We know that in Islamic societies, a man may have many wives as long as he can support them. But what some may not know is that the same was once in place within Christianity. In fact, at one time, even Catholic priests could marry and have children, although their children could not inherit church assets.
So when did the change come?
Well, those of us who know history, know that God did not hand down any edict to alter the directives of the church.
Changes came in the fourth century under Emperor Constantine, when the church became the Roman Catholic Church as he bridged the Empire of Rome to the Church of Rome, appointed himself Pope and began to organize the church.
Christianity was strongly and aggressively propagated from the Roman Empire into the West and from the West into the rest of the world and thus came to be known as a Western religion. We know that the world was redefined based on Western supremacy, so when we speak of monogamy, it should be noted that the Romans were notoriously monogamous.
It should also be noted that the average Roman enjoyed little marital bliss or worldly pleasures.
It is called asceticism; the paganistic teaching that to be spiritual is to be poor. Under such teachings, sex and all other human passions have to be denied for the highest fulfillment. This behavior is typically found only in monastic lifestyle today but was popular during the Roman Empires era.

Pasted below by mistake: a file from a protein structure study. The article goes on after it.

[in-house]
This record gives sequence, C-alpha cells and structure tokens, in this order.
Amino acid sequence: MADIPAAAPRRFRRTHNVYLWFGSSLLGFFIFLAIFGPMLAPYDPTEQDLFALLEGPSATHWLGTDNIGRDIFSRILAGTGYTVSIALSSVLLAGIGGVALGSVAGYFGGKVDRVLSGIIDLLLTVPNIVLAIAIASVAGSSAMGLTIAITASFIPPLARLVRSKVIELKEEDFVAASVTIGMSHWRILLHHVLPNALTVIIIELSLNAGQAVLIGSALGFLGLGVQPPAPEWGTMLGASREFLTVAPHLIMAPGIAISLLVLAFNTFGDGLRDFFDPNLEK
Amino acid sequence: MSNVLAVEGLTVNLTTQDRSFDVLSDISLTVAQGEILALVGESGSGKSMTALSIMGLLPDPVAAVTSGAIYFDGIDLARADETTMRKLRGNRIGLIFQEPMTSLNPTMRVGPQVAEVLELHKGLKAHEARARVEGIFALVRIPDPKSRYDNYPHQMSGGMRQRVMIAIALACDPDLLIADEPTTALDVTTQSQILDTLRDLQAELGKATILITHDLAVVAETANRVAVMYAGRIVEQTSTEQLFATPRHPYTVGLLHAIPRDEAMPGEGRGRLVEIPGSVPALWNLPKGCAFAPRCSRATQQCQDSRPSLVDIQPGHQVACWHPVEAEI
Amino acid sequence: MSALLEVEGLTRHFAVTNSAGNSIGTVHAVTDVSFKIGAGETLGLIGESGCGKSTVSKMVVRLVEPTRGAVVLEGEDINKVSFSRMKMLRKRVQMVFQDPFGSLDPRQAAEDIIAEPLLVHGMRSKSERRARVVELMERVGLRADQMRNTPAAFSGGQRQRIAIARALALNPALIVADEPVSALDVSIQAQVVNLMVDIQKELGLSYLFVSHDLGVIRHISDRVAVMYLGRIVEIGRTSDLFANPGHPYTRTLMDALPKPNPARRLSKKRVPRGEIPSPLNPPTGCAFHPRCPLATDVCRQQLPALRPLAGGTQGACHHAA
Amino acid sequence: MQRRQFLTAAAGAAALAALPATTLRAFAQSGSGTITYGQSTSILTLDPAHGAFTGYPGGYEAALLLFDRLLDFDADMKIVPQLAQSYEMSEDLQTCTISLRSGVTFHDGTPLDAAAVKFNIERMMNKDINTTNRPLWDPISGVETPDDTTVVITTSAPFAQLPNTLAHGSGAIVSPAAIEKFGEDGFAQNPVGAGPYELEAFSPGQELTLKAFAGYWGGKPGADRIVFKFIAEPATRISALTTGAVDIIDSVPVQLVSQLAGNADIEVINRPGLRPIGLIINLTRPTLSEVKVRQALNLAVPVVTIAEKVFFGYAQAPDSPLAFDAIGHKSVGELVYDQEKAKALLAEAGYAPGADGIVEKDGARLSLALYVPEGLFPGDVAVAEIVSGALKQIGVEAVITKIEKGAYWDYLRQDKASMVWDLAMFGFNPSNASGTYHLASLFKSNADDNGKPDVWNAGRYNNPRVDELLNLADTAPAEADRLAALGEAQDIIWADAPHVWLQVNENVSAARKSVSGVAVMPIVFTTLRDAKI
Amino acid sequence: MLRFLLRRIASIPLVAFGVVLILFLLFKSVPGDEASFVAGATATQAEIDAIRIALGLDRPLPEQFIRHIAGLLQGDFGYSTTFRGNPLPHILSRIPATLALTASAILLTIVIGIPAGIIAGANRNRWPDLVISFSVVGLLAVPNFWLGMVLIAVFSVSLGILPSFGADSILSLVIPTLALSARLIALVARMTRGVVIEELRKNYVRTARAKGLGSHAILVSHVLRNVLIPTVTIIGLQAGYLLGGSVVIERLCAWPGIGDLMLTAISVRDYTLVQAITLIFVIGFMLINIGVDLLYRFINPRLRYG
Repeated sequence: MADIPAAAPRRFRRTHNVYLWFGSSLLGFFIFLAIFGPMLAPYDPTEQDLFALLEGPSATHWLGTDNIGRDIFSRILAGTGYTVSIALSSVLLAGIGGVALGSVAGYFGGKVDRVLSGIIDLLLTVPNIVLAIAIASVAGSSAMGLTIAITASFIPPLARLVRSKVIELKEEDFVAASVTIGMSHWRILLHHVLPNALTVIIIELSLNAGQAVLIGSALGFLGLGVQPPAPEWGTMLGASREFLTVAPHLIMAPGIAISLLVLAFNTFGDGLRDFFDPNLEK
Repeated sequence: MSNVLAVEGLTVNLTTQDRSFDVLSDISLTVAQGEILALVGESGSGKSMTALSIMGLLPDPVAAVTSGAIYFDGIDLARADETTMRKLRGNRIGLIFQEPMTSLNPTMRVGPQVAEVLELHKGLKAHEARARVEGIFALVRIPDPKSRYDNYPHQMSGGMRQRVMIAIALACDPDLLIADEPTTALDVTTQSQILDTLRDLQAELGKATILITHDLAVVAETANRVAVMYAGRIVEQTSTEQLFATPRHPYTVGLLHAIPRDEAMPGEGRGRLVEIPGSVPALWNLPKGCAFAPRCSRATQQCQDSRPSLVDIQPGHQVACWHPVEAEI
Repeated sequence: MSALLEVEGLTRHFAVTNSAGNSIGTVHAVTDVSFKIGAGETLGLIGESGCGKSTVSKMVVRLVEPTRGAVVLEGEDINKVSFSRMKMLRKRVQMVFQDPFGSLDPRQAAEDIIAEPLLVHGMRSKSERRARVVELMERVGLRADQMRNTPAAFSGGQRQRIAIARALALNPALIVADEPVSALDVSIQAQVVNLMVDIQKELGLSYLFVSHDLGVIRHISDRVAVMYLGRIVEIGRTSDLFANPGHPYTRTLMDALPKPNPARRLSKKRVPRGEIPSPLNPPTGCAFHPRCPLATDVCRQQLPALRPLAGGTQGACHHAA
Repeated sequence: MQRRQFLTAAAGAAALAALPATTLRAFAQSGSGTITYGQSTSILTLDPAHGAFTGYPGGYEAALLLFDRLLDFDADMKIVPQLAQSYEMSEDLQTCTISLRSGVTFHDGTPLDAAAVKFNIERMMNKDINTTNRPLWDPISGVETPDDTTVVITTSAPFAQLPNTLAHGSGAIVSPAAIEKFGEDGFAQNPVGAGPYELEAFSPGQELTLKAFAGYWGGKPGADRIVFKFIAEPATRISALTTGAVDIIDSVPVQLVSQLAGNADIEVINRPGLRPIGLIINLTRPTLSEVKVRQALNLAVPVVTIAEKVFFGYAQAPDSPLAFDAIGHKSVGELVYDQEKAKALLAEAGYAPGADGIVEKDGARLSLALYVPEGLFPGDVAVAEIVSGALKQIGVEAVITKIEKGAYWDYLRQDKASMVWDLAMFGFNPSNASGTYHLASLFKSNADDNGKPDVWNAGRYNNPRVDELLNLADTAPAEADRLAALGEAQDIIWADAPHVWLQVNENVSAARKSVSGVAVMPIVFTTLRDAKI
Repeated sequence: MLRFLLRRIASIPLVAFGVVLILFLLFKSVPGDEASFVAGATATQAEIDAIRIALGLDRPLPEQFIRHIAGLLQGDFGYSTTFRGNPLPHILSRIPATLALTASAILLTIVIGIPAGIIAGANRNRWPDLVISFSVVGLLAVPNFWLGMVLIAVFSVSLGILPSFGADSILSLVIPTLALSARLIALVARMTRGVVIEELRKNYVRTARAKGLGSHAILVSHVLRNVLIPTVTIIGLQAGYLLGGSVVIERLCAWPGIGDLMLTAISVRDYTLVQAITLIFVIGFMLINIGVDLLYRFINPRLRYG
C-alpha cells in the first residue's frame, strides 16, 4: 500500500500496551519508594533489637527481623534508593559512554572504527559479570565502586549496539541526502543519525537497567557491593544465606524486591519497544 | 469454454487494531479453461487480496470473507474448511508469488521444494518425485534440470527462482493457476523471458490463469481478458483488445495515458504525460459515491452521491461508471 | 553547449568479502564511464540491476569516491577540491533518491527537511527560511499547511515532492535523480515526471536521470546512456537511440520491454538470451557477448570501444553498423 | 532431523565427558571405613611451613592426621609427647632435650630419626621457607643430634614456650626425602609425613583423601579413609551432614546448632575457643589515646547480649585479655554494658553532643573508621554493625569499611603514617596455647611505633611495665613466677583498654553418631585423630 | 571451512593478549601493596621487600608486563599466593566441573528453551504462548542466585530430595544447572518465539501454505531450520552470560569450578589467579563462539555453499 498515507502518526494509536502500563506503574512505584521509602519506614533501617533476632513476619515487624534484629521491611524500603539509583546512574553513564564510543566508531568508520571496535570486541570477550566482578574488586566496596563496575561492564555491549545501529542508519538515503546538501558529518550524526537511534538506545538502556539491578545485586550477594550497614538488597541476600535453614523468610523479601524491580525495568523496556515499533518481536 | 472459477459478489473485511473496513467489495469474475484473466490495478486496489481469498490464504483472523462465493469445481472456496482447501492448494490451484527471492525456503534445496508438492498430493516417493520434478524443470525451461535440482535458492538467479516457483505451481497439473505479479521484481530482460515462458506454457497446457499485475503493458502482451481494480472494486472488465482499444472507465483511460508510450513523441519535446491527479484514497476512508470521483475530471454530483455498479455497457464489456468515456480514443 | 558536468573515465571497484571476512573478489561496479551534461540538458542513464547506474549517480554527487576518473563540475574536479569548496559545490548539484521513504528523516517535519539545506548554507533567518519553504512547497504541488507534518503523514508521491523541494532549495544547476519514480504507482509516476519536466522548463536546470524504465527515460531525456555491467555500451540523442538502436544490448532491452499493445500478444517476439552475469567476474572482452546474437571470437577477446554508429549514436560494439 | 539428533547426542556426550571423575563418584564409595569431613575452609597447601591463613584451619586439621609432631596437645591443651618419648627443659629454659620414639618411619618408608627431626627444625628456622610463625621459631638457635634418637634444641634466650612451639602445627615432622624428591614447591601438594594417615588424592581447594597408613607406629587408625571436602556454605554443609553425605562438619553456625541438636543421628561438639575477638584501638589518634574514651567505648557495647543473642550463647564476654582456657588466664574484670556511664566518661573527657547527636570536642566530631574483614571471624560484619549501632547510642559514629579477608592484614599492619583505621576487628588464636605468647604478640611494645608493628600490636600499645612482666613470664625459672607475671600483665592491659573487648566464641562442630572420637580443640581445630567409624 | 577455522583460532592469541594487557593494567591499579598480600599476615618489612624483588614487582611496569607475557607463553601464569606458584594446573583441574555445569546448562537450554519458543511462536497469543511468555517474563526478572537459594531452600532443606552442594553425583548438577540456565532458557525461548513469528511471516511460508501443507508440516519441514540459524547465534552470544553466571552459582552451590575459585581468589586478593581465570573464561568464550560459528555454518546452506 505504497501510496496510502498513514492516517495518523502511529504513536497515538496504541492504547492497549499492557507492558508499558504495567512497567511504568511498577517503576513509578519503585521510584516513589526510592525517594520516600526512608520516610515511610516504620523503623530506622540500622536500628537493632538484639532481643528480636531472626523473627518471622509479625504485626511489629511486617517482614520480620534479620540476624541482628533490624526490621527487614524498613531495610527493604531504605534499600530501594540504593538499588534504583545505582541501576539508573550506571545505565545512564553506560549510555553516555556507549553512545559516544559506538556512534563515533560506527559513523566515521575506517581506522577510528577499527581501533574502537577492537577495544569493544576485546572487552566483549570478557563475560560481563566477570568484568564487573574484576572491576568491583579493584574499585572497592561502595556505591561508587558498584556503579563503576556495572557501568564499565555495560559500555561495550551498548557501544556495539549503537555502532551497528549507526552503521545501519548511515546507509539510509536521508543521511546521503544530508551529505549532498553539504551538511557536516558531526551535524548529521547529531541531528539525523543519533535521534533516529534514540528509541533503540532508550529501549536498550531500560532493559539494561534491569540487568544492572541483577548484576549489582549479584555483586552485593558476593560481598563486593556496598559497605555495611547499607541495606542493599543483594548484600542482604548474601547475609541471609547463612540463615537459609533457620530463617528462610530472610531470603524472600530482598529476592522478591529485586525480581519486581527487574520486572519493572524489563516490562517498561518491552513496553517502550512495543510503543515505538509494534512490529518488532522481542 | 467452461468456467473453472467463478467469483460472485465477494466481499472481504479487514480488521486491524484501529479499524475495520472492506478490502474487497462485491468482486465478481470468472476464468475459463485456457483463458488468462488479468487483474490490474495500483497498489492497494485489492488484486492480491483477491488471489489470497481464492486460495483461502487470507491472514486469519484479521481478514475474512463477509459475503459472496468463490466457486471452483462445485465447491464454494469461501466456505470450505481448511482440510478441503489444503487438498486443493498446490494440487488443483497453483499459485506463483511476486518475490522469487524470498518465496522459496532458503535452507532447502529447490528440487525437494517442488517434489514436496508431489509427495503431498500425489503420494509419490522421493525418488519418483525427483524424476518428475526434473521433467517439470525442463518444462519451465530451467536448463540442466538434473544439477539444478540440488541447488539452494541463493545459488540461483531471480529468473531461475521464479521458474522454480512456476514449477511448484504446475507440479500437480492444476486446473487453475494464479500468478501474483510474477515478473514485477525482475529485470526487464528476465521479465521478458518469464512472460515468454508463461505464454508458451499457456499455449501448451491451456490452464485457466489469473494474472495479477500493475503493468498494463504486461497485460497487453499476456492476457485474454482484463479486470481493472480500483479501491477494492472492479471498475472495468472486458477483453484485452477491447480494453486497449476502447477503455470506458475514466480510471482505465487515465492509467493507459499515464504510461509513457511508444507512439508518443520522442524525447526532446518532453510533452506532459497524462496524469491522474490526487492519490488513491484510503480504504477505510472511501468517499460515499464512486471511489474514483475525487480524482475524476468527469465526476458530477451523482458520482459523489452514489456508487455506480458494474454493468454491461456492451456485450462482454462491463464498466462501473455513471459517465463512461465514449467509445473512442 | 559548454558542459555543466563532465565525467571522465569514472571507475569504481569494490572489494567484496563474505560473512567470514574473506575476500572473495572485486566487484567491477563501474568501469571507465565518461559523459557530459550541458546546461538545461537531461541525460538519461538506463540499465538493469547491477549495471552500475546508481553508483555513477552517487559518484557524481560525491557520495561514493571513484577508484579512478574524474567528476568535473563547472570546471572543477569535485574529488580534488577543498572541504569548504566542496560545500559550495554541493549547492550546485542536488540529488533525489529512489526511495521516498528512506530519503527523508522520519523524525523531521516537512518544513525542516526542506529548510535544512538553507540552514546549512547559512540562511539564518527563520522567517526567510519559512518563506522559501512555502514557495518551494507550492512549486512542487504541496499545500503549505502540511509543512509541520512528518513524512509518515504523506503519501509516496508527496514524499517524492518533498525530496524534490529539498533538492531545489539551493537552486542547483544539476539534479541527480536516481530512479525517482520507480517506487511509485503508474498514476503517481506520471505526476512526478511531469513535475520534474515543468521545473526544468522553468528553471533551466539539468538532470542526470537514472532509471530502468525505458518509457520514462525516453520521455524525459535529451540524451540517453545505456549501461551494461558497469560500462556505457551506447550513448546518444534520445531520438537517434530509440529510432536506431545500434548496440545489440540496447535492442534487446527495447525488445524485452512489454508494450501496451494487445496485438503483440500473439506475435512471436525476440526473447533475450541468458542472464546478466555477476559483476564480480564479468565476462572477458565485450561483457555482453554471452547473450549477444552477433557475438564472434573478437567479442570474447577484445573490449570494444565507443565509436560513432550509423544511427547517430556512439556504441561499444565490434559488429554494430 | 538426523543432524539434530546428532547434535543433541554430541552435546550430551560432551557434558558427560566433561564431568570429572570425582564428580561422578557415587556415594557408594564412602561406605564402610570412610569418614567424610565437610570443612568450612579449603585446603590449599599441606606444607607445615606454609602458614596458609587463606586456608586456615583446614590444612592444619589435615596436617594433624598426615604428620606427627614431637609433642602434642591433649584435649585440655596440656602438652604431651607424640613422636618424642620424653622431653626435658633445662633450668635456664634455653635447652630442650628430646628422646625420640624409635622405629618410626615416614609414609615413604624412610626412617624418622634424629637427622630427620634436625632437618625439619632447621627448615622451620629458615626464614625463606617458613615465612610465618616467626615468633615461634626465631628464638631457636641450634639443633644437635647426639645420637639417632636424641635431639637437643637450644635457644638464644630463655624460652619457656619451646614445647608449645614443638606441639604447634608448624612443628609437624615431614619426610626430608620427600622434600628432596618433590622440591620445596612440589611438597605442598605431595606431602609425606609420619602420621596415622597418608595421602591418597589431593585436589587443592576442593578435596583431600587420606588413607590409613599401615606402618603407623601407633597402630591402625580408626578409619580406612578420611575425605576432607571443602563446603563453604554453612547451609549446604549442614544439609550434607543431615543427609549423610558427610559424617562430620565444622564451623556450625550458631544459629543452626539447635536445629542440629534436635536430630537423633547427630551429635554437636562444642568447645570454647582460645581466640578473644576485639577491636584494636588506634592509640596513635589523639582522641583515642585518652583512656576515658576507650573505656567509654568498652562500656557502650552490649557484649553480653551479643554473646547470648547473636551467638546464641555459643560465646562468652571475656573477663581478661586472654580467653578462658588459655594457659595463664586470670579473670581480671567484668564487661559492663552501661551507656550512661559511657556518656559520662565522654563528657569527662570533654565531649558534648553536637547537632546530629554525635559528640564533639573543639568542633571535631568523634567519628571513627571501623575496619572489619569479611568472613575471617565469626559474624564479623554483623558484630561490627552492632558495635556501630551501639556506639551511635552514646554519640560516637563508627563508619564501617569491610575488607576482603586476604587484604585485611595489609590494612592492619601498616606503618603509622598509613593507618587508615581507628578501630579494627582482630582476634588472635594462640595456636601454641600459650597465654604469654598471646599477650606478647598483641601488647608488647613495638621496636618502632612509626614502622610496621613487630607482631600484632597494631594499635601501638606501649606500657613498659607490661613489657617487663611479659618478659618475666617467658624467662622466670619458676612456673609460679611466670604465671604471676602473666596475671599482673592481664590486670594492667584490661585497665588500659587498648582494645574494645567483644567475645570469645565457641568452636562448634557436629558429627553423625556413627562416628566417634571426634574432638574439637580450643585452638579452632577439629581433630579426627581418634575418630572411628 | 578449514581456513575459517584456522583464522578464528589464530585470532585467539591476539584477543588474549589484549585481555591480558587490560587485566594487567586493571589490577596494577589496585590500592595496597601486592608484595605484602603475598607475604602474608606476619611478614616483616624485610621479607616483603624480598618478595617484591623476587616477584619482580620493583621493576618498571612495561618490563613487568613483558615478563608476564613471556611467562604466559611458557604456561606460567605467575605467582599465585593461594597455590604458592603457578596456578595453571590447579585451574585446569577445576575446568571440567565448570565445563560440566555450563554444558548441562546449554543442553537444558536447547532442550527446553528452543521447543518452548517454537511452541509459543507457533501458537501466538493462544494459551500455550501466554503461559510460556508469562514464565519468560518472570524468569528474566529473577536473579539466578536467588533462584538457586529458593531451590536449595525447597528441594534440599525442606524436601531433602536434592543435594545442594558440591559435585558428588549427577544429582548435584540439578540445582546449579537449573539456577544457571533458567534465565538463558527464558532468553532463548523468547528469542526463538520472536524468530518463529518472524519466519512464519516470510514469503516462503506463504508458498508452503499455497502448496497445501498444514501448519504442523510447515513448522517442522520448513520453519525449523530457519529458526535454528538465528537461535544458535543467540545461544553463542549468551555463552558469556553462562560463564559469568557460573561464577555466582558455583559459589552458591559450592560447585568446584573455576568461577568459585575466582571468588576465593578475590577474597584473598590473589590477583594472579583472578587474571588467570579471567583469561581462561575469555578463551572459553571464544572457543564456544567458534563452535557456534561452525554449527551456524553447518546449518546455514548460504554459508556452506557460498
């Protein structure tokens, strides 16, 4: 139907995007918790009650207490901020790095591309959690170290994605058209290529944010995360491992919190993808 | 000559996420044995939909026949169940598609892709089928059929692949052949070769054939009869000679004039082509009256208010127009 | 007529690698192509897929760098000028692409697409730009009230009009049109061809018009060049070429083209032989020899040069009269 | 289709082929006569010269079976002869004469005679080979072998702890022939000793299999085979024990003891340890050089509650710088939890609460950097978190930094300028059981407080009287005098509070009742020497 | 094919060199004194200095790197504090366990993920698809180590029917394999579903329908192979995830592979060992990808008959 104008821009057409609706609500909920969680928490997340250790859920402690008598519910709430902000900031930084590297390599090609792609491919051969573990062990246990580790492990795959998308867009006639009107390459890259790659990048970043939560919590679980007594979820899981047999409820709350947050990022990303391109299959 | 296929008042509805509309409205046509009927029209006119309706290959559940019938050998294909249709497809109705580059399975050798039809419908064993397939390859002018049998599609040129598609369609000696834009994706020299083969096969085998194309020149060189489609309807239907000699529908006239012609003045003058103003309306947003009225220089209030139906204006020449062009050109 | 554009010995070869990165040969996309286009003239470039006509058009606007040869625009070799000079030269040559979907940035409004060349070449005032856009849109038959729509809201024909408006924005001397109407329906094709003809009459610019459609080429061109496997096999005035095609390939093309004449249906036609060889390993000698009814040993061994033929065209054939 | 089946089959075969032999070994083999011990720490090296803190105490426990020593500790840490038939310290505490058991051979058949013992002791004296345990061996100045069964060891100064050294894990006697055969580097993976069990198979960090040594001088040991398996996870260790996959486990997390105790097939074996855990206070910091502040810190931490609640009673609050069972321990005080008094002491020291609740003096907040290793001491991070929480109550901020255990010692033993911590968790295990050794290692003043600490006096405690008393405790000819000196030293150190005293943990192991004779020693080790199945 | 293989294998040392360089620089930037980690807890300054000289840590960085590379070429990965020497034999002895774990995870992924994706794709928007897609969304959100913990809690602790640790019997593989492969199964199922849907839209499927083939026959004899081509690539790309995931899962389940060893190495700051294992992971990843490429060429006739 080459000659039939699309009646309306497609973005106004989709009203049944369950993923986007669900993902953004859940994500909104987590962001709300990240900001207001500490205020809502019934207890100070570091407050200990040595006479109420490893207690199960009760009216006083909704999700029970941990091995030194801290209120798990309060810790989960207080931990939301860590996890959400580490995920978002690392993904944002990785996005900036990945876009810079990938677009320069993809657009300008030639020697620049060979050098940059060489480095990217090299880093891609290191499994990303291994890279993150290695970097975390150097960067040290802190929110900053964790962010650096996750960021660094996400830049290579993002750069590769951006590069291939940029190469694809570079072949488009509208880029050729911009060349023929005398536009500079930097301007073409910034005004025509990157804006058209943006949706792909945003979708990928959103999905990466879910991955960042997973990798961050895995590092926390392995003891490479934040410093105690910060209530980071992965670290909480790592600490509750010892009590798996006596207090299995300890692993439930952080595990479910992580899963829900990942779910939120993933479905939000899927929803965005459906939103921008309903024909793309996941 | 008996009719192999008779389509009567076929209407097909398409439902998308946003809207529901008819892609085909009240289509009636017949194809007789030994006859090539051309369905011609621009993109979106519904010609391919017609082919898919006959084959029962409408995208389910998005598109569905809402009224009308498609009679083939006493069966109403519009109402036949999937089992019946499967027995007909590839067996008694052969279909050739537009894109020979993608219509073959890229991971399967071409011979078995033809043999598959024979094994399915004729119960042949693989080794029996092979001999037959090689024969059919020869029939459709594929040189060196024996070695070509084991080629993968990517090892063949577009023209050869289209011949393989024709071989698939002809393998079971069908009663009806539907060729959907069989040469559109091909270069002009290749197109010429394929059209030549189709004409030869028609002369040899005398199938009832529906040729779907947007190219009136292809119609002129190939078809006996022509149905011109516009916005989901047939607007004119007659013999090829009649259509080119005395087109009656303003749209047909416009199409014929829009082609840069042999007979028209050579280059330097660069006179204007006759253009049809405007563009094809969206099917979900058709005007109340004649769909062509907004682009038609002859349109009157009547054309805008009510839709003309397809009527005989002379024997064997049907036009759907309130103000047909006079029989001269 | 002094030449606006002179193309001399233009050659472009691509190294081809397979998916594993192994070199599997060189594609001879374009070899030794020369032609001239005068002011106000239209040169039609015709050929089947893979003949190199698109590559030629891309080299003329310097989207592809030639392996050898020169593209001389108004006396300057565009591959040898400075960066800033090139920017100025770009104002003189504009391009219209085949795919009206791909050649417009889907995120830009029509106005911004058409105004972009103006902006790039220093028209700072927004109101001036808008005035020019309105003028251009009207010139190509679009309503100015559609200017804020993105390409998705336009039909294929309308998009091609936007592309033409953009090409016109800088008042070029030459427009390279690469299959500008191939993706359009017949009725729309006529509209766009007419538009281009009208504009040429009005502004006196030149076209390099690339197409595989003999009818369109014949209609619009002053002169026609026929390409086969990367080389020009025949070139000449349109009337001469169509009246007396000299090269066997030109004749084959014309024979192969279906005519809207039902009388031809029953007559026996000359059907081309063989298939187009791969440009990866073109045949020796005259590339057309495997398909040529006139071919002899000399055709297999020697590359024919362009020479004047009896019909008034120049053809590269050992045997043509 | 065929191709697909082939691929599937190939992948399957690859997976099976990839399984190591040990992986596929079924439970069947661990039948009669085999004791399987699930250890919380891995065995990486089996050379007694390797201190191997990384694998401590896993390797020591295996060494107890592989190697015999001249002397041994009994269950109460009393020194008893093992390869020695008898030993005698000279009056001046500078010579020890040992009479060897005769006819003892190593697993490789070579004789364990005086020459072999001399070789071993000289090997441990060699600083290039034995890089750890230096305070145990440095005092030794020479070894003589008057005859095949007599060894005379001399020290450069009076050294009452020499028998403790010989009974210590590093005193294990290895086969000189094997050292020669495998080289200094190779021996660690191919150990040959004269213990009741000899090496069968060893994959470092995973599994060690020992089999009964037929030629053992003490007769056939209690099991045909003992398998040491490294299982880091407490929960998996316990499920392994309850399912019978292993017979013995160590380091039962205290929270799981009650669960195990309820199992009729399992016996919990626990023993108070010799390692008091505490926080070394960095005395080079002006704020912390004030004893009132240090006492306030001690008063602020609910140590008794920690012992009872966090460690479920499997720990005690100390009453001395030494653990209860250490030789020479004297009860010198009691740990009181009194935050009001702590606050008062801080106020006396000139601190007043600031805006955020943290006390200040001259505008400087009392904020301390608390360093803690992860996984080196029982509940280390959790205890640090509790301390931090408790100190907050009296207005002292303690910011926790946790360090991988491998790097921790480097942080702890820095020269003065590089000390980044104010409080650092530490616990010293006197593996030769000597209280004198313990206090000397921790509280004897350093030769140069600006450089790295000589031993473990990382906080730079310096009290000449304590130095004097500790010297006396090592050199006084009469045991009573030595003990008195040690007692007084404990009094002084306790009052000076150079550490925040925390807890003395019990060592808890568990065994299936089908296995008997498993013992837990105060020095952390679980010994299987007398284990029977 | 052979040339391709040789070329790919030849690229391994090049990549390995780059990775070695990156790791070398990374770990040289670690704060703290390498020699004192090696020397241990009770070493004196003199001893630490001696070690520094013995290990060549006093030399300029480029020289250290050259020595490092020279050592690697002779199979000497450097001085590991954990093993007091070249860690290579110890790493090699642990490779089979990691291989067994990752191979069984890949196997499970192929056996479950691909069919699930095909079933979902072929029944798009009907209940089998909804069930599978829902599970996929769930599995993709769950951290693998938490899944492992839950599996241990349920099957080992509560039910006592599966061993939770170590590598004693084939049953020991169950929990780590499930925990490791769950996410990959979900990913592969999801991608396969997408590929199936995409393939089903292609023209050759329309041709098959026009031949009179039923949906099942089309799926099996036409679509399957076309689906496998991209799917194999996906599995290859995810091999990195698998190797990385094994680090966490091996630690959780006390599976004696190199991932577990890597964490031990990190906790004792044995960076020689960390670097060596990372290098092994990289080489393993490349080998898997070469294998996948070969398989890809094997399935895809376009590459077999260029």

This distorted view of human passions and sexuality tortured the souls of those who wanted to be spiritual, but who still wanted to embrace certain pleasures of the flesh and of the world. And, this view became the foundation for other propaganda surrounding holiness and marriage forms in the growing Christian world.
In addition to the proliferation of monogamy, celibacy was propagated as the new standard of high attainment in holiness.
Sex was viewed as unclean and sinful, so accordingly, marriage was viewed as a necessary evil to guard against fornication. Based on those views, monks and nuns were considered holier and closer to God than anybody else.
The view of marriage continued to evolve. Since it was considered strictly an activity of the flesh, it was touted to be avoided by those seeking spirituality, which lead to priests being mandated into celibacy.
Monogamy became an acceptable pursuit for those less spiritual and polygamy was condemned as an abomination.